settling. Apply to CHAS. K. LANDIS, P.M., Vineland, Cumberland Co., New Jersey.
Report of Solon Robinson and Vineland Rural sent free. From Report of Solon
Robinson, Ag. Ed. Tribune.
"It is one of the most extensive
fertile tracts, in an almost level position, and suitable condition for pleasant
farming that we know of this side of the Western Prairies.
To the Nervous.
Dr. Adam Laurie's Life Pills,
The great Nervous Remedy, are for
sale at the Sole
Agency, No. 4 Union Square, New York.
Price One Dollar per box, with full directions.
All letters with enclosures must be addressed as above.
$75 A MONTH! I want to hire
Agents in every county at $75 a month, expenses paid, to sell my new cheap
Family Sewing Machines. Address,
S. MADISON, Alfred, Maine.
India-Rubber Gloves cure Chapped
Hands, Salt Rheum, &c., and render them soft, smooth, and snowy white; are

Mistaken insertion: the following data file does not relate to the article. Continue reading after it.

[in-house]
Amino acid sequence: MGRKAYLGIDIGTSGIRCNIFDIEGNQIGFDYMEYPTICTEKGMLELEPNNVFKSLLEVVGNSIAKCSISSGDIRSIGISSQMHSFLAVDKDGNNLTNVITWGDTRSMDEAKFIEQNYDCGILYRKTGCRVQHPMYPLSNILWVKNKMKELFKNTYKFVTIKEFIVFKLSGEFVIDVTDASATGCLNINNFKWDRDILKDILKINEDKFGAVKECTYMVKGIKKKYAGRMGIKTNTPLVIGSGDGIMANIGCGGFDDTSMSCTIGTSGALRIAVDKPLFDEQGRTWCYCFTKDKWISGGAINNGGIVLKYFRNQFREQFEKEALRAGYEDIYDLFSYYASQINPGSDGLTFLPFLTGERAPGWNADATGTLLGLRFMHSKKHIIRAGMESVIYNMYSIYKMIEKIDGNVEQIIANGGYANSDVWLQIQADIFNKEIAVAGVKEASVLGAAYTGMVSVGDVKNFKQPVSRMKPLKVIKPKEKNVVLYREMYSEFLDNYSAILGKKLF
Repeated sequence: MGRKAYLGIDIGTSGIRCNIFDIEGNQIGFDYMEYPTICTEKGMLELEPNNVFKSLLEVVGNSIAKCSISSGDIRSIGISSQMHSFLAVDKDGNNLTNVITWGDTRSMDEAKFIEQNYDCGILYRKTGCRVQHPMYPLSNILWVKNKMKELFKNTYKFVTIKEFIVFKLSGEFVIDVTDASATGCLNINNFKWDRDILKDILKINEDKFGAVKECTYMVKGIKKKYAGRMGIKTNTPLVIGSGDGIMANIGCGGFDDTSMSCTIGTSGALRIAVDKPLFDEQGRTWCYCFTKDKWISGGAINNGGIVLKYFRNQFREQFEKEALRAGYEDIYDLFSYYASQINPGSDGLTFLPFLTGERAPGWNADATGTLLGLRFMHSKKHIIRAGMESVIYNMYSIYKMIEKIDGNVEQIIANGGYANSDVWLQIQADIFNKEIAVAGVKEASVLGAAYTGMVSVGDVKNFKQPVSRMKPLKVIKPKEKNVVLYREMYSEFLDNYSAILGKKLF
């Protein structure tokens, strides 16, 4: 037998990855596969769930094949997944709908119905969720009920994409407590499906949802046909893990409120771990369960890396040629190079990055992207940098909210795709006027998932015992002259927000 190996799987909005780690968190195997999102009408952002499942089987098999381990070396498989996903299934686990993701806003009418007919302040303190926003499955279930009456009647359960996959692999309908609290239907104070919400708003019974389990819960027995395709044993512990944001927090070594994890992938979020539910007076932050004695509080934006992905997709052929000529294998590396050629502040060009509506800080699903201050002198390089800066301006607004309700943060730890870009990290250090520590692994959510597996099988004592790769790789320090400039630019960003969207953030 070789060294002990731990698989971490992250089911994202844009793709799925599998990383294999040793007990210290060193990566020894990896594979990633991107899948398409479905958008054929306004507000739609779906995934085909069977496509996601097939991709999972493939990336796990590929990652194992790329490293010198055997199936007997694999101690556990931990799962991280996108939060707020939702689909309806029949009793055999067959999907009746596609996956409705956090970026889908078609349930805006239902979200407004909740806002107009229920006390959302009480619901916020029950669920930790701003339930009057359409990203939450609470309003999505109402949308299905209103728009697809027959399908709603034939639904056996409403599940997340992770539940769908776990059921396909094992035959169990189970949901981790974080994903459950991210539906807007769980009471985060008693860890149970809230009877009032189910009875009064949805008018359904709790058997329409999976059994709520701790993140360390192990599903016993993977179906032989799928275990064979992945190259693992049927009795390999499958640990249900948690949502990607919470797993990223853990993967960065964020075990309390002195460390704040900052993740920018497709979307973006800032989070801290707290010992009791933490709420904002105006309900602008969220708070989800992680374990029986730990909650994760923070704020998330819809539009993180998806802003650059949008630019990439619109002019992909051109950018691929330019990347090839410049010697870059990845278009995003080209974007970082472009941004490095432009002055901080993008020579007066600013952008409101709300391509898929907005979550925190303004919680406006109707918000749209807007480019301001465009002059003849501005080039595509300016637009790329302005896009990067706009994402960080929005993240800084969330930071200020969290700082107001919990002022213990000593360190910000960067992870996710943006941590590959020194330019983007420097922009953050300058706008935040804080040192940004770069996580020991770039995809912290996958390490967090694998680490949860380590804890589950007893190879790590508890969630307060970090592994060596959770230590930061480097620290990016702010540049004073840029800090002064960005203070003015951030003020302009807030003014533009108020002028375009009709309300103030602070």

impervious to water either hot or cold, and are an excellent protection in all
kinds of house-work. For sale by the trade generally. Sent by mail on receipt of
price and 4 stamps to pay postage. Ladies' sizes 87 c. a pair; Gents
sizes, $1.00. GOODYEAR'S I. R. GLOVE M'F'G CO., 205 Broadway, N. Y. Every
description of Rubber Goods, Wholesale and Retail.
POLLAK & SON, manufacturers of
Meerschaum Pipes at 357 Broome Street, near Bowery, New York, have always on
hand a well-assorted stock of Meerschaum Pipes, Tubes, &c., at the lowest
prices. They import the raw meerschaum from Smyrna, and manufacture to order.
City and out of town orders solicited, and they will be served to the best.
Repairing neatly done.
NEW MONTHLY MAGAZINE